Jane Eyre - Fire and Water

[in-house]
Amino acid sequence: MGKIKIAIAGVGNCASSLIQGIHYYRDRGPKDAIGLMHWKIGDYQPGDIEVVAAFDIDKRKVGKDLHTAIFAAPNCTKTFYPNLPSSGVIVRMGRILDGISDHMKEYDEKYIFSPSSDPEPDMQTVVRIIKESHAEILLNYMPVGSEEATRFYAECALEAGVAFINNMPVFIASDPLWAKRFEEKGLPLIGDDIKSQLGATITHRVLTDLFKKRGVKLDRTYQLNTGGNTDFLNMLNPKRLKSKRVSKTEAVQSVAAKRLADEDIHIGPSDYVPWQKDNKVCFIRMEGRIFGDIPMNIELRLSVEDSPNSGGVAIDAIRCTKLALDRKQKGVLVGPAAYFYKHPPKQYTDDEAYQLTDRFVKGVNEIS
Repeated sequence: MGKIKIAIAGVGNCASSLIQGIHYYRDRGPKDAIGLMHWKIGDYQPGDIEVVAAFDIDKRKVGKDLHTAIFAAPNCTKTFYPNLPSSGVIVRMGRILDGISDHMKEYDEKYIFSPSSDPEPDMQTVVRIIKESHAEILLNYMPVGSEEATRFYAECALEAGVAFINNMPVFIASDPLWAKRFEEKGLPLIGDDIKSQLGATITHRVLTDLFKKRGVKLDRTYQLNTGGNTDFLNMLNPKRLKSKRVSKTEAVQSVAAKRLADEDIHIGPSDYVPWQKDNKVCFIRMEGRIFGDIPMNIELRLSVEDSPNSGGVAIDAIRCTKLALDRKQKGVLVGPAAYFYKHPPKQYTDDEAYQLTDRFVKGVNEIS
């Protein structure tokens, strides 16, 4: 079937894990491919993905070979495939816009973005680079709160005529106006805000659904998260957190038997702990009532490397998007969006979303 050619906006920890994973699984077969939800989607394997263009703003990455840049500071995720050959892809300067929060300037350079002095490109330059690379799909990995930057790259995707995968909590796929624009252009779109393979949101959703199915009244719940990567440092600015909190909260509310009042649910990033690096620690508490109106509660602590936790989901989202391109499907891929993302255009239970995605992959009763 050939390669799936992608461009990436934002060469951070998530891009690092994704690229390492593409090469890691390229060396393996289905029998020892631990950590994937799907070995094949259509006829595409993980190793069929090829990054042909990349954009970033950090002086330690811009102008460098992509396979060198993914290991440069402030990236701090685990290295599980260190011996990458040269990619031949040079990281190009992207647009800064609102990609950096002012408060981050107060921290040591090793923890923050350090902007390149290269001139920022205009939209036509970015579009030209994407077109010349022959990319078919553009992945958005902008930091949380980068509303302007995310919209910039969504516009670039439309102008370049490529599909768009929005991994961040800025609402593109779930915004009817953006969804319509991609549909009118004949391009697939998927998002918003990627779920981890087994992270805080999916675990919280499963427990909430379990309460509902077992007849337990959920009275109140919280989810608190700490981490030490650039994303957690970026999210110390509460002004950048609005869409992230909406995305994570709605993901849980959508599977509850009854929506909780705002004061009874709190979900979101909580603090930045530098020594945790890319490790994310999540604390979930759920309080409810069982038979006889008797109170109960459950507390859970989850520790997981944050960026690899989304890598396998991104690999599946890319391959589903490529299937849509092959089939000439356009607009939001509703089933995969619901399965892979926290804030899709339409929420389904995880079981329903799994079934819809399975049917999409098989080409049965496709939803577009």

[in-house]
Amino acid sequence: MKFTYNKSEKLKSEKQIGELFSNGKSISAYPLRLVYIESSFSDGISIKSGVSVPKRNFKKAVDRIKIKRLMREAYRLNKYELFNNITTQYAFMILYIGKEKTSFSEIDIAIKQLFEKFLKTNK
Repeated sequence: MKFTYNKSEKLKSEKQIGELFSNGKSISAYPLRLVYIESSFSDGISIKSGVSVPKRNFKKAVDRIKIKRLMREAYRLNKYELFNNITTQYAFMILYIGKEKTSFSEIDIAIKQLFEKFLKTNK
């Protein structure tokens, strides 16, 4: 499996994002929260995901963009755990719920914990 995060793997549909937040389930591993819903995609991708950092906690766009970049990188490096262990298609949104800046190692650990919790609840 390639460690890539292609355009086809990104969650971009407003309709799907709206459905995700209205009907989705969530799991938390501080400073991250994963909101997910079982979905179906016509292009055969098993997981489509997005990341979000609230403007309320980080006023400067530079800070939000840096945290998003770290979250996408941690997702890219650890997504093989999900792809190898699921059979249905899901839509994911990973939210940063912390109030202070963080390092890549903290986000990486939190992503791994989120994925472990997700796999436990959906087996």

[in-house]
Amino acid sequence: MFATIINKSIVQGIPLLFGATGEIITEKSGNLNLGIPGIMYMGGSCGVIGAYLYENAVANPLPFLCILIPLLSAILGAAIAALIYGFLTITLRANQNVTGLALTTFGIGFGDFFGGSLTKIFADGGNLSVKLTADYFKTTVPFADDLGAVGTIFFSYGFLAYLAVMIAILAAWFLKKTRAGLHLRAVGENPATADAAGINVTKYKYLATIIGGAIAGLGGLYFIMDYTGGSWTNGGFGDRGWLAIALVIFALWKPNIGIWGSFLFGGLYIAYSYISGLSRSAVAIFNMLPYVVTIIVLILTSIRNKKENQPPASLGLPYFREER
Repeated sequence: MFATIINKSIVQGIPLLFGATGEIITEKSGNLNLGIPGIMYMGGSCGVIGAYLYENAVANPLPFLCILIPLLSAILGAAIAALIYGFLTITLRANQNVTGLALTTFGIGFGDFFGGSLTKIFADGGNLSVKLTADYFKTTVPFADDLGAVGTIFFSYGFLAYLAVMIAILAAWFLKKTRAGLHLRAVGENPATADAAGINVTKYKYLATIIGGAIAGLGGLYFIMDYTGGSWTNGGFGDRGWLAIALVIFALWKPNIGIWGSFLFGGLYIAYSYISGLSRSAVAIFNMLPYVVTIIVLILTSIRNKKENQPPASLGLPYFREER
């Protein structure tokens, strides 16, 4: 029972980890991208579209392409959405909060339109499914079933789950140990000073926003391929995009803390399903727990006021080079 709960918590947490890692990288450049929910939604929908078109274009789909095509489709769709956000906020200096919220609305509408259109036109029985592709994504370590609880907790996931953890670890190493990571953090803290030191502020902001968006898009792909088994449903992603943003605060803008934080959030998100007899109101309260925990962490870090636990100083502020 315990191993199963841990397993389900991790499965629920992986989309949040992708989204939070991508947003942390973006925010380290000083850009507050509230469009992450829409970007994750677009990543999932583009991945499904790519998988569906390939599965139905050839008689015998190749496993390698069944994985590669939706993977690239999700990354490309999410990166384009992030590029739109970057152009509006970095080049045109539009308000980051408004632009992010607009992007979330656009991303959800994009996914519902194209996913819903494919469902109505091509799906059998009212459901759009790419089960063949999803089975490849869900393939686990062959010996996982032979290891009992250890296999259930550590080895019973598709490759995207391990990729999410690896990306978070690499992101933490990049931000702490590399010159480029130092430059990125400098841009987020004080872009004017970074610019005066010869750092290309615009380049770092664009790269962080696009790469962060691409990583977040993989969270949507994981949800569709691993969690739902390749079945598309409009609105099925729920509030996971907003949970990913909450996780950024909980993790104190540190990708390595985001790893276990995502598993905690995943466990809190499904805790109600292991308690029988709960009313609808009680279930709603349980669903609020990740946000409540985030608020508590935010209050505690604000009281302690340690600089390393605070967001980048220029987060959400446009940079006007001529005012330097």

In the novel Jane Eyre, Charlotte Bronte recounts the story of Jane and her lovers, Mr. Rochester and St. John Rivers. Critics such as Adrienne Rich and Eric Solomon argue that Jane Eyre has to choose between the "temptation" of following the rule of passion by marrying Rochester, or of living a life of complete renunciation of all passions by marrying St. John Rivers. Fire and water imagery symbolizes these two forces competing for dominance in Jane Eyre, both on a personal and metaphorical level. Throughout the novel, this imagery of fire and water is used by Brontë, in keeping with her use of poetic symbolism, to develop character, strengthen thematic detail, and establish mood. In Jane Eyre, fire imagery has a strong metaphorical significance, representing passion, sexual desire and the heat of emotion and feeling. Brontë's use of fire imagery is very appropriate in that fire, as is with the passions, can provide warmth and comfort, but can also burn. Water, the antithesis of fire, represents the extreme point of cool reason, without any trace of passion. Eric Solomon writes, "The fire is in Jane?s spirit and in Rochester?s eyes?St. John Rivers contains the icy waters that would put out fire, destroy passion" (Solomon, 73). As Jane wanders between these two points of temptation throughout the novel, the accompanying imagery of fire and water is most significant to the understanding of the themes and concerns of the novel. Bronte uses fire imagery to develop Jane?s character throughout the novel. As the novel progresses, the corresponding imagery changes to show different aspects of Jane?s nature. In the beginning, Jane?s overly passionate nature is shown through her punishment at Gateshead. After being physically bullied by John Reed, her cousin, Jane shows her uncontrollable passion by striking him. As her punishment, Jane is locked up in the red- room. Here, fire imagery, in the form of the red-room with its "pillars of mahogany"(20) and "curtains of deep red damask"(20) is used to represent Jane?s overly passionate nature. Bronte makes a direct reference to fire when she writes "the room was chill because it seldom had a fire"(21), representing the chill of the red-room as the futility of Jane?s passion at this stage. Later, fire imagery is used to show Jane?s feelings for Rochester. She builds a fiery passion for him that is later threatened by numerous circumstances. This fire imagery is used to define Jane?s overly passionate character. The water imagery is commonly used to show what Jane?s values are in the novel. Mr. Rochester?s attention to her three paintings soon after they meet tells much about her values and concerns. The images of water are shown in her painting of "clouds low and livid, rolling over a swollen sea" (142) and "the pinnacle of an iceberg"(143). These images carry expressions and expectations of impending danger. Jane sees water as a locking out of passion and emotion, much like the feeling she gets when St. John asks her to marry her later on in the novel. This is significant in the understanding of the thematic structure of the novel also in the fact that unregulated passion must be avoided. The water imagery, later incorporated into St. John?s character represents the passion that Jane is not interested in. Rochester is also represented by fire imagery throughout the novel. When he first returns to Thornfield, "a warm glow suffused both it and the lower steps of the oak staircase"(133) and there was "a genial fire in the grate"(133). There is a change in atmosphere in Thornfield upon his return. In his first meeting with Jane, Rochester tells her to "come to the fire"(138). This can actually be seen as an invitation to indulge her passions and emotions. Bronte is careful to use such fire imagery and representation as this is a central point in the thematic pattern of the novel. To Jane, Rochester represents the temptation of passion over reason. Adrienne Rich writes, "?he is certainly that which culture sees as Jane?s fate, but he is not the fate she has been seeking" (Rich, 79). Rochester?s character is all-fire. He offers Jane the temptation of finding romantic love and releasing the passions within her. When disguised as a gypsy, Rochester tells Jane "You are cold, because you are alone: no contact strikes the fire from you that is